Get Their Side of the Story

Before you make any long-term decisions, you need to get their side of the story and find out exactly what’s going on. Check the jail visitation rules in your area and work out a time when you can go to see them. Let them tell you their version of the story and then you can speak to them about what your options are. Reassure them that you’ll let the investigation take its course before making any final decisions, but you have to suspend them and if they are found guilty, their future at the business may be in jeopardy.

Hire Somebody Else

Regardless of whether you end up letting them go or not, it’s going to be a while before the investigation is done and you know whether they’re coming back or not. You’ll need somebody to do their job during that period. You could always get existing employees to pick up the slack but that’s going to make everybody less efficient. You’re far better off hiring a new employee, at least for a while. Bring somebody in on a temporary basis to start with because you don’t know whether your existing employee will return at some point. If you take somebody on a permanent contract, it’ll be a lot harder to get rid of them if you don’t need them more.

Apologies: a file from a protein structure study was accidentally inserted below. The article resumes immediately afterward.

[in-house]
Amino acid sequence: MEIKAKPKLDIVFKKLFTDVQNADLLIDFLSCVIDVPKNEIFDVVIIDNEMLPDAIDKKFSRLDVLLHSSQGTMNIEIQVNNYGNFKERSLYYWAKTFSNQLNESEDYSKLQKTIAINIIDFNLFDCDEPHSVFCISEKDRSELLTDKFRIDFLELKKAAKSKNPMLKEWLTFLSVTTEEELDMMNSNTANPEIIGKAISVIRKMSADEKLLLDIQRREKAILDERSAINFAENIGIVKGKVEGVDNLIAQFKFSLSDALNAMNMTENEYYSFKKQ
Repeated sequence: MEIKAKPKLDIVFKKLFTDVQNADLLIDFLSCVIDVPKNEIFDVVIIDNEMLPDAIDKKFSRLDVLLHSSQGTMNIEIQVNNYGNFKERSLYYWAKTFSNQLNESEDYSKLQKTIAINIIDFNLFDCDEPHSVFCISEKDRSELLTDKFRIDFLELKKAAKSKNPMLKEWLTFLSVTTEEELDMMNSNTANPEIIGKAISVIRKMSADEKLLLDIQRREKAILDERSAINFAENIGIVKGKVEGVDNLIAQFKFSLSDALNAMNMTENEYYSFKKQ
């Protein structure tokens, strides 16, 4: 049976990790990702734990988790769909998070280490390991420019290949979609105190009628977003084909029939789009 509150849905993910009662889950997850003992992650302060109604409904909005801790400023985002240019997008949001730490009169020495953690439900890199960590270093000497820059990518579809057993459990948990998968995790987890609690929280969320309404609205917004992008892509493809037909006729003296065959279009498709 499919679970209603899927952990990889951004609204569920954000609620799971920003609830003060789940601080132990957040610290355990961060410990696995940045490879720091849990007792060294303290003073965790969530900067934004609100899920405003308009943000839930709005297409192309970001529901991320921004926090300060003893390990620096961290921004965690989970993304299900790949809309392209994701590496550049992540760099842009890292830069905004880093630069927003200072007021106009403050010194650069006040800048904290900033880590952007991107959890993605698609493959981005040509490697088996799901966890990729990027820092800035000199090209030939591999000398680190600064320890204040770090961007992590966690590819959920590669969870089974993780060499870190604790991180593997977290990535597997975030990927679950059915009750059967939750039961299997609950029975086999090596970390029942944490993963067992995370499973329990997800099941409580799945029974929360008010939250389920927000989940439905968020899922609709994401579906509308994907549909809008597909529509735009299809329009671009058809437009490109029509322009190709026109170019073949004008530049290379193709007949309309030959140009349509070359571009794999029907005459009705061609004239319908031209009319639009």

Wait for a Verdict

Now that you’ve found somebody to replace them and temporarily suspended them, you need to wait until there is a verdict before you can decide how to move forward. This process can take quite a while so you need to prepare for the fact that your employee might not be back for a while, if they end up coming back at all.

Make Your Final Decision

Once there is a verdict, whether it’s guilty or not, you need to make your final decision. If they are found not guilty, things are fairly simple. In most cases, an employer will let them return to work and resume working as normal. If they haven’t done anything wrong, it’s a pretty easy decision to make. But what if they are found guilty? It might seem like getting rid of them is the only option but you need to consider the crime. If they’re convicted of any kind of violent crime or something like stealing, obviously, you should get rid of them. But if they were charged with something like not paying their parking tickets, that’s not quite so clear cut. Obviously, it was wrong but it doesn’t affect their ability to do their job so you don’t necessarily need to get rid of them.

This is an incredibly difficult situation to find yourself in and the most important thing to remember is that you shouldn’t make any impulsive decisions. Let the police carry out their investigation and then make a decision based on the facts.

Leave a Reply

NOTE: all comments are moderated. it might take a few days for your comment to be approved. Thnx for your understanding

Your email address will not be published. Required fields are marked *